A red-shirt poet whose lèse majesté case is being tried by a military court has made the extraordinary decision to fight the case despite the dim chances of winning.
On Wednesday, the military court scheduled the first witness hearing for 2 April. There are 10 witnesses in total.
His case is being tried in camera at a military court after the court said his crimes--writing poems-- are severe since his poems touched on the revered Thai monarchy.
On three counts, Sirapop faces a maximum jail term of 45 years. He told Prachatai that he is determined to fight the case and will not plead guilty.
Before the coup, the acquittal rate for lèse majesté in the Criminal Court was very low. After the coup, the coup makers, who made protection of the monarchy their top priority, transferred jurisdiction over lèse majesté cases from the civilian to the military courts, where the defendants are tried by only one court and cannot appeal, in order to ensure decisive measures against these dissidents. Moreover the military courts tend to try most cases in camera.
Most importantly, the military courts have given average prison jail terms of 9.5 years to lèse majesté convicts, while the civilian courts gave 4.5 years.
Sirapop has been repeatedly denied bail. The court cited flight risk.
“I’m still determined to fight for my principles for I believe that I’ve done nothing wrong and apparently according to the law I’m still innocent even though [lèse majesté] suspects like us are usually discriminated against,” said the defendant.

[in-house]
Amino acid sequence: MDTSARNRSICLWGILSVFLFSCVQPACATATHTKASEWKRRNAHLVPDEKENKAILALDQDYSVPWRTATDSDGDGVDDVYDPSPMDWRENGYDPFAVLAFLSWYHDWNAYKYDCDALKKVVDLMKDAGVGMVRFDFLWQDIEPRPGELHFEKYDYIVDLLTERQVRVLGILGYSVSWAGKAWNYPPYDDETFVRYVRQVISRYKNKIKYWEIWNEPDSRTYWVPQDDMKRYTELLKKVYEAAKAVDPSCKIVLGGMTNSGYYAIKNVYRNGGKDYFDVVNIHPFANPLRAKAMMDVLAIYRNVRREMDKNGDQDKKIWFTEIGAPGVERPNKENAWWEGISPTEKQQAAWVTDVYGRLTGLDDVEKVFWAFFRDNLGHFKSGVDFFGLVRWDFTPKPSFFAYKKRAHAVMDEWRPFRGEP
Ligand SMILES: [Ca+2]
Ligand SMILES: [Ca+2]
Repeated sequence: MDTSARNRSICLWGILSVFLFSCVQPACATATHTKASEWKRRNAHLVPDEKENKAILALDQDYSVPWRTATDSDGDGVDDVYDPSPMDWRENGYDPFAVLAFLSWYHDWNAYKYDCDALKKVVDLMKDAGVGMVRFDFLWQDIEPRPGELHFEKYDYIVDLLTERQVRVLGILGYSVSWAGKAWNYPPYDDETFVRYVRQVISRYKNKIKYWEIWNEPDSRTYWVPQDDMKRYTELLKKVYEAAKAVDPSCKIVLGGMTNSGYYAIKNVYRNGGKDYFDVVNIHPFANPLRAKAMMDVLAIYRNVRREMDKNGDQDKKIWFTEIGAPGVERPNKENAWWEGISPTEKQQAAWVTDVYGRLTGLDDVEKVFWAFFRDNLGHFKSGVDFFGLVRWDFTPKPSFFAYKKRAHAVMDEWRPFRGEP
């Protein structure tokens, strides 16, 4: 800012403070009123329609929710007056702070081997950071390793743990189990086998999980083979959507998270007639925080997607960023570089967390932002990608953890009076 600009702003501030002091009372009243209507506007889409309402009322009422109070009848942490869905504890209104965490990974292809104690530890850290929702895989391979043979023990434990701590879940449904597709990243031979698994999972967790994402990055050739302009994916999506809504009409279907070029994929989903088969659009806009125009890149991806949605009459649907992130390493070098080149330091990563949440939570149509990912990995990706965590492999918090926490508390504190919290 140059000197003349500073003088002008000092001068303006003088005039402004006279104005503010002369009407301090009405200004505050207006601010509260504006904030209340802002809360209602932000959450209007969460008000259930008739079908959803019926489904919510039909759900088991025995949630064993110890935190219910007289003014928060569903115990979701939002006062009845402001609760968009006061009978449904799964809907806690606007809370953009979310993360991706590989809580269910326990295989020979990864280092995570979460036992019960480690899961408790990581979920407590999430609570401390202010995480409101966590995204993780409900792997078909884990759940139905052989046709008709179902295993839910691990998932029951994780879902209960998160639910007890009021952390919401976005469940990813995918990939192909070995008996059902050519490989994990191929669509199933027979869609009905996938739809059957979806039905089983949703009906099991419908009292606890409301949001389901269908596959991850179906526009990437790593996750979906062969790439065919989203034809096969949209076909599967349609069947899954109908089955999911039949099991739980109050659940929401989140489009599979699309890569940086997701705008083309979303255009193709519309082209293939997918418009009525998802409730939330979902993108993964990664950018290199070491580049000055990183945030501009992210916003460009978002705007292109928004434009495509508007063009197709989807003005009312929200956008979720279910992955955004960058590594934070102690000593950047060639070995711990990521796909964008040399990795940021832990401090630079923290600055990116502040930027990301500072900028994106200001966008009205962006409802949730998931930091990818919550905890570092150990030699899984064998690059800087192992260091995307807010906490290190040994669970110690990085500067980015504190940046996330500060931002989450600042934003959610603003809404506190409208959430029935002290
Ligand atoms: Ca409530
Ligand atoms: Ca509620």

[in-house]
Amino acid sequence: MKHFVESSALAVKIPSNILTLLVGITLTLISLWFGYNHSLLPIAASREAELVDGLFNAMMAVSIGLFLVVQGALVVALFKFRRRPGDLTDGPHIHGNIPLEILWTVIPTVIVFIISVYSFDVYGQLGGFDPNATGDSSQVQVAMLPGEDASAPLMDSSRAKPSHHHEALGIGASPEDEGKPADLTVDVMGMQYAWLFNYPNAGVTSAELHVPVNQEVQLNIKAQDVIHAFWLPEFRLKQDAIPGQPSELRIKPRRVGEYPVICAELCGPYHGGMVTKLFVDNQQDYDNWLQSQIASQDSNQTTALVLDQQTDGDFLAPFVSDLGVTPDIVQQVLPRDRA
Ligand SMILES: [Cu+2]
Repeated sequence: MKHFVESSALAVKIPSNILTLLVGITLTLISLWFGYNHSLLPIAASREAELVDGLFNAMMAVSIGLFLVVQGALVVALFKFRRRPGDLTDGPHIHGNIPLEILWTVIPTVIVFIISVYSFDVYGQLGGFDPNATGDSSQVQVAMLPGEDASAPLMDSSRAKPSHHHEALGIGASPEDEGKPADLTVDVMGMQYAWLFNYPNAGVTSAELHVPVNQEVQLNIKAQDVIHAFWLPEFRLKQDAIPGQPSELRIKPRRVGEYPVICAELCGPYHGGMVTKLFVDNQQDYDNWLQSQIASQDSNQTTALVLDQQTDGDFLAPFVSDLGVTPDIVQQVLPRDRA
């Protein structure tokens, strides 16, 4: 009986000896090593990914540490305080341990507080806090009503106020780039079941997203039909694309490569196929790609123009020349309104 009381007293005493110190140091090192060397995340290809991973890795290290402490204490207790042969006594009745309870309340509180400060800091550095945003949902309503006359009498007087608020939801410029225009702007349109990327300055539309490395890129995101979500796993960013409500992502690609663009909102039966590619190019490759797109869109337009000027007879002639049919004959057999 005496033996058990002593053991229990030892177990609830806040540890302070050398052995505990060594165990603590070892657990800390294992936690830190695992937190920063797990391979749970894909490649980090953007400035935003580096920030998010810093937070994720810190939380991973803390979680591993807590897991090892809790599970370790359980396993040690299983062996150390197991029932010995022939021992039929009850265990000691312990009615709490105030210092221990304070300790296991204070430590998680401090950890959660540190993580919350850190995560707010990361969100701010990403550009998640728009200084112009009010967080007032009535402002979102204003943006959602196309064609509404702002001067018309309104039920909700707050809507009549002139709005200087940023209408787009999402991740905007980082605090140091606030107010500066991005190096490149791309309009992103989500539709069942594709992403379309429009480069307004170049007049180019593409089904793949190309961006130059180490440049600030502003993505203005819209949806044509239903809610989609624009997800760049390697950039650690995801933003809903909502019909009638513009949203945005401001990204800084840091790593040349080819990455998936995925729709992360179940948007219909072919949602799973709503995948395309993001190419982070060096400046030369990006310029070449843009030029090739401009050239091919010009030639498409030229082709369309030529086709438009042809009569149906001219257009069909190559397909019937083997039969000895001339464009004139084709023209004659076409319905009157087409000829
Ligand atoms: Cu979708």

The former wife of Sirapop told Prachatai that the arrest of Sirapop gravely destroyed his business. His construction company has had to close down.
Sirapop has three children and the youngest is still in a private school. Financial problems due to the arrest have jeopardized the future of his child.
Meanwhile, Anon Nampa, the lawyer representing Sirapop, said he will submit a petition urging the military court to consult the Constitutional Court for a ruling on whether the junta’s order to transfer jurisdiction over lèse majesté cases to the military courts and the fact that defendants cannot appeal breaches Article 4 of the 2014 Interim Charter.
Sirapop was accused of composing and posting lèse majesté poems on his personal blog and Facebook account under the pen name ‘Rung Sila.’ He is charged under Article 112 of the Criminal Code or the lèse majesté law and Article 14 of the Computer Crime Act (for importing illegal content into a computer system).
Besides the lèse majesté charge, he has also been indicted for defying Order No. 41/2014 of the National Council for Peace and Order (NCPO) for not reporting to the military in June. Sirapop was arrested on 25 June in northeastern Kalasin Province, while he was fleeing to a neighbouring country. After being detained for seven days, he was accused of posting messages deemed lèse majesté on the Internet. He has since been detained at the Bangkok Remand Prison.